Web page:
Are there any other genres which you would like to try as well?

As a writer, I want to try everything! That said, I don’t see myself ever writing a light romance, although there are love stories embedded in many of my crime novels, and Rachel’s Story has an element of romance. I would really like to be able to write humorously, but my narrative voice is dark. Sadly I just don’t have the skill to write comedy.

Can you tell us a bit about your writing process? Do you plan everything out before you start writing or do you dive straight in?

It’s a combination of the two. To begin with I jump in and see where the characters lead me. I rarely know consciously exactly where the story is going until I’ve written it, and this journey into the unknown can be really exciting, and at times terrifying,  especially if I am writing to a deadline. My stories are mostly worked out on some subconscious level, and are drawn into my conscious mind through the process of writing. I often don’t know what I’m going to write until my fingers type the words. As a writer you have to trust yourself and follow your instincts. But there are also times when I think deliberately about what needs to happen for the story to work.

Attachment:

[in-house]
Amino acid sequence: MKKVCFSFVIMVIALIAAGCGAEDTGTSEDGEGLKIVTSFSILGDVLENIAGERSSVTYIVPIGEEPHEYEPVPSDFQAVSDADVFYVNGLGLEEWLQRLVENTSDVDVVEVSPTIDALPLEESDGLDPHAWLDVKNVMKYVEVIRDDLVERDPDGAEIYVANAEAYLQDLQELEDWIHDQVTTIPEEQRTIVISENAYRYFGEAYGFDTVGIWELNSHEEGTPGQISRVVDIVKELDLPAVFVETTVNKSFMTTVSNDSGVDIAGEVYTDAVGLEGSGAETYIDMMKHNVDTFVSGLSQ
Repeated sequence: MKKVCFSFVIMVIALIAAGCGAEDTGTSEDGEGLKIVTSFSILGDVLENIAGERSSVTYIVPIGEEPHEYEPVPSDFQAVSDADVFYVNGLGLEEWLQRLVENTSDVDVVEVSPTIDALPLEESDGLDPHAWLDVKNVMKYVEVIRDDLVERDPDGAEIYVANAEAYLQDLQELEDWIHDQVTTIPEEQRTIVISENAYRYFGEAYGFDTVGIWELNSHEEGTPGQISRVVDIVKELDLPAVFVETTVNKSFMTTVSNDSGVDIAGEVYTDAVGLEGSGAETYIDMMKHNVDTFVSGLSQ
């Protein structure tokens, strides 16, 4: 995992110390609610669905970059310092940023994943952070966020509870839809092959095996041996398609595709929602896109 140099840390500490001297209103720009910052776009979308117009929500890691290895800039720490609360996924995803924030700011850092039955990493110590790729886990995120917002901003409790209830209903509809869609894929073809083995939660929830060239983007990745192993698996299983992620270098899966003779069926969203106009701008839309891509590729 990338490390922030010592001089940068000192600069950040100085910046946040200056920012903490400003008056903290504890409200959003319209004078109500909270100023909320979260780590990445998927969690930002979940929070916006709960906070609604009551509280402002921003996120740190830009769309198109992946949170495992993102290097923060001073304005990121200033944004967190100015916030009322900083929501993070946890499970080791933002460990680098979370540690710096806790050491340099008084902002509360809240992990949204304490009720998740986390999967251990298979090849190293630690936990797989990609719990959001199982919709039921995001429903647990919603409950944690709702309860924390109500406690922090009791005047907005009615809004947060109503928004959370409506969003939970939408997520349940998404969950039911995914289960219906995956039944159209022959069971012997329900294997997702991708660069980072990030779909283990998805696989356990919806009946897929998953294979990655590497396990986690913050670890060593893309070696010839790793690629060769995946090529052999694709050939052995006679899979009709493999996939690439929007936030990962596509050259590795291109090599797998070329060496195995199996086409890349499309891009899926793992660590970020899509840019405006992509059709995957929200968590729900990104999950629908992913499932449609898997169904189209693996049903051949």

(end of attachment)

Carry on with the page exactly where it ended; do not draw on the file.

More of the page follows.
What books have you really enjoyed so far in 2021?

My reading is wide ranging. Books I have enjoyed this year include The Other Miss Bennett by Janice Hadlow, On the Beach by Nevil Shute, Return of the Soldier by Rebecca West, The Age of Innocence by Edith Wharton, The Monk by Mathew Gregory Lewis, Main Street by Sinclair Lewis, Gormenghast by Mervyn Peake, Titus Alone by Mervyn Peake, The Hopkins Manuscript by R C. Sheriff , The Cuckoo’s Calling by Robert Galbraith and A Man Called Ove by Fredrick Backman.

Describe a typical day in your life as a writer?

There is no typical day. Unless there is a reason to be up earlier, I won’t wake up until around ten when my husband brings me tea in bed, my one real indulgence of the day! I spend the morning dealing with emails and social media and doing chores. At around 2pm I start my writing day which can continue, with many breaks, until 2am. If there are edits to work on, I will start work as soon as I wake up. Two days a week I see family, lockdown permitting, and the weeks fly by.